Donnelly sponsors a litany of pro cycling teams, including Aevolo Development, Hagens Berman Supermint and top pro racer Jamey Driscoll, who debuted the G//C at Dirty Kanza. The nearly decade-old company started off producing tires before moving onto cyclocross and gravel frames. Based in Denver, Donnelly offers both ’cross and gravel bikes at mirrored price points, but the carbon frames are designed to be unique to their respective domains.
Donnelly took their time in developing the G//C. Instead of adding clearance and lowering the bottom bracket of their dedicated cyclocross bike, the G//C, Donnelly engineered a gravel-specific frame with an appropriate head tube angle, wheelbase and chainstay length.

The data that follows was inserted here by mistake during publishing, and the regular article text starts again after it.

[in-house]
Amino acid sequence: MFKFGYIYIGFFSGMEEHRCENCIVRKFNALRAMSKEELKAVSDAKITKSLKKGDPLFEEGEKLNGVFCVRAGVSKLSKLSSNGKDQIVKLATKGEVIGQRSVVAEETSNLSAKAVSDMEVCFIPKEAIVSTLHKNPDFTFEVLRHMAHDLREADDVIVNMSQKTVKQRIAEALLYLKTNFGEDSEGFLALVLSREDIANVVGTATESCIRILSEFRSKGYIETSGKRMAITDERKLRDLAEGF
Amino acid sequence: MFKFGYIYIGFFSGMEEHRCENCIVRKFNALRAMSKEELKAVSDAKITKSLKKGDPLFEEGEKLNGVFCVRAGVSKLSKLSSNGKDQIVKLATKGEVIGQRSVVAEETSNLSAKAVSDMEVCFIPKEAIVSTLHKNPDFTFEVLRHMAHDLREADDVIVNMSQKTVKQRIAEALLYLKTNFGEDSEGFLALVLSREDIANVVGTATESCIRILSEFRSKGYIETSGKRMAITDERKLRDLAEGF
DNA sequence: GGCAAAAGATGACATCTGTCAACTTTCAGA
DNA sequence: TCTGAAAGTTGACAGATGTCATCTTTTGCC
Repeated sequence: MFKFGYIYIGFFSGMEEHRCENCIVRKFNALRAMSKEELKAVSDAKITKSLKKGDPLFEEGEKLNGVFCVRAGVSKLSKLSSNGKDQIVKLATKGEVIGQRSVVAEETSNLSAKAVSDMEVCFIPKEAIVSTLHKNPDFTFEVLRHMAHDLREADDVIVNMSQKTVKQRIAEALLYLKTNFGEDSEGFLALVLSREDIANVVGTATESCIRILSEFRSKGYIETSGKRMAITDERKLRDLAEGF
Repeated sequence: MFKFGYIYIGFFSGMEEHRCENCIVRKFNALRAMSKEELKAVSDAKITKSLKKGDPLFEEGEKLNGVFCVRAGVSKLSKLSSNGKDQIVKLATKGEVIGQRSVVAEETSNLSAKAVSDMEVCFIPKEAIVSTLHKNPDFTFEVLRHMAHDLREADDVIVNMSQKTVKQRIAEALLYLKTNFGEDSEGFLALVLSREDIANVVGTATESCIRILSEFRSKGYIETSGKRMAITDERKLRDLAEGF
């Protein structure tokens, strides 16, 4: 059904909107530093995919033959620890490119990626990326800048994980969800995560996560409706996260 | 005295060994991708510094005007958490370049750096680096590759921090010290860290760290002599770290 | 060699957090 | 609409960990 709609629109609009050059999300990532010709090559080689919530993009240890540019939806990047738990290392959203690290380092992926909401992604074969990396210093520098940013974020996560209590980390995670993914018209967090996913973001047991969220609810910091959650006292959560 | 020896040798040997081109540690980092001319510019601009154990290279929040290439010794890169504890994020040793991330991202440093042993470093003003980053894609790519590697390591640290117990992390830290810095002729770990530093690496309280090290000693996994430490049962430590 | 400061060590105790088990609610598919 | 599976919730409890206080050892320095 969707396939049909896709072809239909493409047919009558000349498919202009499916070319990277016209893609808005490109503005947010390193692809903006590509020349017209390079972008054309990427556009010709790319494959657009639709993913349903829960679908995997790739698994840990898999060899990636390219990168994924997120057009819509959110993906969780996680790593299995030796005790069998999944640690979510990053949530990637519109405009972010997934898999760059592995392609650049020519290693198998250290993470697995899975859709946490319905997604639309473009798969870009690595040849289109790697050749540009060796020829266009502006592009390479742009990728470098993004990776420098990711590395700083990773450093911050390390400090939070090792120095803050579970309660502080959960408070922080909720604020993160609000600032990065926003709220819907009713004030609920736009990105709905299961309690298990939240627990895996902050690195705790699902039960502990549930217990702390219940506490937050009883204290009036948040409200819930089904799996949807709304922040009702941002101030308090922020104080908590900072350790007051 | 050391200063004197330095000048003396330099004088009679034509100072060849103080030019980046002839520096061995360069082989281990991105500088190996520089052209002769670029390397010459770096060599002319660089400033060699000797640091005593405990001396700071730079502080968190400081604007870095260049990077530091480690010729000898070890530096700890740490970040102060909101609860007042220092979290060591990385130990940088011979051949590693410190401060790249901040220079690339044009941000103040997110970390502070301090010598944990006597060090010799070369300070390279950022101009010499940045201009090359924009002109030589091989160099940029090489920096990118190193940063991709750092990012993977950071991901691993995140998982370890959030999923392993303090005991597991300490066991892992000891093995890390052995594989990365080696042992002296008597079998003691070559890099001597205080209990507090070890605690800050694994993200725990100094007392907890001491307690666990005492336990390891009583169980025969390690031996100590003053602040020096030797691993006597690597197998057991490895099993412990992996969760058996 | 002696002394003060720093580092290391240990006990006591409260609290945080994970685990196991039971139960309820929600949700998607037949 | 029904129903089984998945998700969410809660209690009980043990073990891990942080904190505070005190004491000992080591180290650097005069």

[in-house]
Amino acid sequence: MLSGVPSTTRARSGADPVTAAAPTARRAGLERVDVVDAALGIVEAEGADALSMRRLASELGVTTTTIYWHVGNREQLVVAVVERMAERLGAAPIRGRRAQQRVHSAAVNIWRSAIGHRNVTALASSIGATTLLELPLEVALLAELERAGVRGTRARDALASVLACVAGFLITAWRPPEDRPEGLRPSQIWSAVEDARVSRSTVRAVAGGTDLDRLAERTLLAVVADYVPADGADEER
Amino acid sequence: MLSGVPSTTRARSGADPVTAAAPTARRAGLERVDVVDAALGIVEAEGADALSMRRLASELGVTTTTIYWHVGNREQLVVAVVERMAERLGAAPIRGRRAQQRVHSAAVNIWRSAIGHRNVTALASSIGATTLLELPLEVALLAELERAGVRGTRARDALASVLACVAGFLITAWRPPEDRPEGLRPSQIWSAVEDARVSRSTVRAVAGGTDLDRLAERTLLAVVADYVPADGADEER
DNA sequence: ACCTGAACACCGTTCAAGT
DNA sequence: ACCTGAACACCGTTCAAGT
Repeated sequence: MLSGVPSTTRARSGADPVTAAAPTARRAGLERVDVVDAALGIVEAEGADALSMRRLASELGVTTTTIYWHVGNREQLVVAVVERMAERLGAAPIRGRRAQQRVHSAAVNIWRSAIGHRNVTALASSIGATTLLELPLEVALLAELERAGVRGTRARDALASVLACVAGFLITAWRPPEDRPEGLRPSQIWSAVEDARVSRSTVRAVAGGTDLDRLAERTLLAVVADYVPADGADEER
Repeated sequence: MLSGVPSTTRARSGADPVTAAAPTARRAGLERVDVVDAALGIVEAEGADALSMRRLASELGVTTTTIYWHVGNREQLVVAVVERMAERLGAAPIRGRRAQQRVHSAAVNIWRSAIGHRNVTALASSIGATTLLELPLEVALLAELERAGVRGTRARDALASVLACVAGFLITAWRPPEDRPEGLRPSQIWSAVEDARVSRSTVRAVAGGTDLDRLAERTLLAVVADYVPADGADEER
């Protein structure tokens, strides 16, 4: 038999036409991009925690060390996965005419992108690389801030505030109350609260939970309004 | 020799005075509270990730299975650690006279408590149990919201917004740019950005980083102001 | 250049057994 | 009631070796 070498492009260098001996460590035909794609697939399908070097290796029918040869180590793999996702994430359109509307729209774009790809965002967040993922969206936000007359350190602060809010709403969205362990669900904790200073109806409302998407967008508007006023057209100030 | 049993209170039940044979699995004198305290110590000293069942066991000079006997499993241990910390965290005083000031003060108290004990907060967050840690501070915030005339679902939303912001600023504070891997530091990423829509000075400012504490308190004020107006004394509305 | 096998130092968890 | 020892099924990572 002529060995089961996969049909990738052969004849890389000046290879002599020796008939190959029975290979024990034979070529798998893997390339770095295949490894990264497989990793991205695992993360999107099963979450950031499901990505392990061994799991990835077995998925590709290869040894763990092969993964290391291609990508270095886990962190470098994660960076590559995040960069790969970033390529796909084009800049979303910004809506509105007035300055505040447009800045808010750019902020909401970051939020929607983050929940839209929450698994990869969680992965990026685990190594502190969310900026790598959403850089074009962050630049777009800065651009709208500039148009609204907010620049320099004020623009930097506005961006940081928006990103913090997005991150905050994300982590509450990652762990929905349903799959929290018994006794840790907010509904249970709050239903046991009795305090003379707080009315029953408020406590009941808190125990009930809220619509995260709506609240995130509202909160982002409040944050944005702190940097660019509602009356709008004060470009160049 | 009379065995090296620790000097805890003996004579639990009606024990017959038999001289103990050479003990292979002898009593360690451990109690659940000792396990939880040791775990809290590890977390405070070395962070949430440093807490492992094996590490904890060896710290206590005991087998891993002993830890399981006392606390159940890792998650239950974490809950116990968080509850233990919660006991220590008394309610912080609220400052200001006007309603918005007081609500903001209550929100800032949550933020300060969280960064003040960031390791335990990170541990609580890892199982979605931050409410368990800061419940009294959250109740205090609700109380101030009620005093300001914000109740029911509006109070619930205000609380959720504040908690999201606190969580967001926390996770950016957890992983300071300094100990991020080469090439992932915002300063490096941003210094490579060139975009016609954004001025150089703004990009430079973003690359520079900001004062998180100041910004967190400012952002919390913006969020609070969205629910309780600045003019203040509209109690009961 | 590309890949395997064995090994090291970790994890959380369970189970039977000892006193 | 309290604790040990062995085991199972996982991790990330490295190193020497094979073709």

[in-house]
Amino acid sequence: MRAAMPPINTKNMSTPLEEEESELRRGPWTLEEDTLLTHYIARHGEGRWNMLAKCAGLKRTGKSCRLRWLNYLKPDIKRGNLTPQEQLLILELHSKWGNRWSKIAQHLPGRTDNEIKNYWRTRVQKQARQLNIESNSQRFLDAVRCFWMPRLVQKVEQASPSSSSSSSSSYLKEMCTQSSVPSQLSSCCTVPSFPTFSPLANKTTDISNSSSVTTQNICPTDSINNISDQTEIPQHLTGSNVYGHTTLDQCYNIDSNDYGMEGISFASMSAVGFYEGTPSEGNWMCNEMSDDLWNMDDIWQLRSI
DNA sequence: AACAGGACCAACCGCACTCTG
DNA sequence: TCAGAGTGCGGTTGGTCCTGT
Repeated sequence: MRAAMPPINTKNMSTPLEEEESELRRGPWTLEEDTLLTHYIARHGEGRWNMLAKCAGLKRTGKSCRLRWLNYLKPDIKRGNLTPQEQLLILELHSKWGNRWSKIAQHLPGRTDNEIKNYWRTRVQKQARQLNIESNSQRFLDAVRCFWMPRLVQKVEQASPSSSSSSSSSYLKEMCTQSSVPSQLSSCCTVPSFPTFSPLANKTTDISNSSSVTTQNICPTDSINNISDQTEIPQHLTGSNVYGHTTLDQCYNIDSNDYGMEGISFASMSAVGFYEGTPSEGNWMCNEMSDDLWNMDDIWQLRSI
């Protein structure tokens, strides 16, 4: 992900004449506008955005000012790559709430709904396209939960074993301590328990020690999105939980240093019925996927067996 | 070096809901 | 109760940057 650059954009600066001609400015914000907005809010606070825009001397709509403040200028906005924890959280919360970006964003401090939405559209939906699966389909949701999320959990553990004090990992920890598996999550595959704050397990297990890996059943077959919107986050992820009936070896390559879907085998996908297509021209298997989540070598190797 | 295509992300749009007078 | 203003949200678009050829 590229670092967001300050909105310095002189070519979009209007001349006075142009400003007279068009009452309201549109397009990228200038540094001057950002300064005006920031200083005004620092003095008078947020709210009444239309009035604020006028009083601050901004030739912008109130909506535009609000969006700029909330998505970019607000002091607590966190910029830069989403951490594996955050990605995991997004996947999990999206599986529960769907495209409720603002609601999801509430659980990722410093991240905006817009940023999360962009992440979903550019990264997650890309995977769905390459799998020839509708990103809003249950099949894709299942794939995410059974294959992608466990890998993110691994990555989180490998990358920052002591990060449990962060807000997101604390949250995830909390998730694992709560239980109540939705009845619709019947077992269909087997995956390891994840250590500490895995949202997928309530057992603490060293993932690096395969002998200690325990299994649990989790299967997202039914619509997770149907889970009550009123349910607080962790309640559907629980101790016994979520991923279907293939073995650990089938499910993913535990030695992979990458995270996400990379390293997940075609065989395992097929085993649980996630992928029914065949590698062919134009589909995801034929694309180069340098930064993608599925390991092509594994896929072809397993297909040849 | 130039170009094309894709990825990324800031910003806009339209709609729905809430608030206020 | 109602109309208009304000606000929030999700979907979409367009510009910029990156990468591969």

Gloss white, curvy and carbon, the Warbird’s lines lead your eyes from the racing stripes on its fork to its flared seatstays and asymmetrical, offset chainstays. Internally routed cables and the flat-mount disc brakes keep the lines clean even when the frame isn’t. Salsa designed the tall and thin seatstays with a unique flair to increase rear-end compliance and to damp vibrations.
More than just the seatstays caught our eye on the Warbird’s rear end; the shapely, offset, asymmetrical chainstays had us pulling out the measuring tape. Although long in general, the 43cm chainstays are 5mm shorter than the Donnelly’s. The drive-side stay sits lower on the bottom bracket than the non-drive side and includes a chain guard. A long 103.8cm wheelbase paired with a 70.75-degree head tube angle and 50mm fork offset add stability and confidence.
New to the 2019 design is the Warbird’s increased tire-clearance capacity. Previous versions only accommodated 700c wheels, but with the growing trend of smaller and wider 650b wheels, Salsa adapted. The bike is now compatible with up to a 700x45mm and 650×2.1 tires.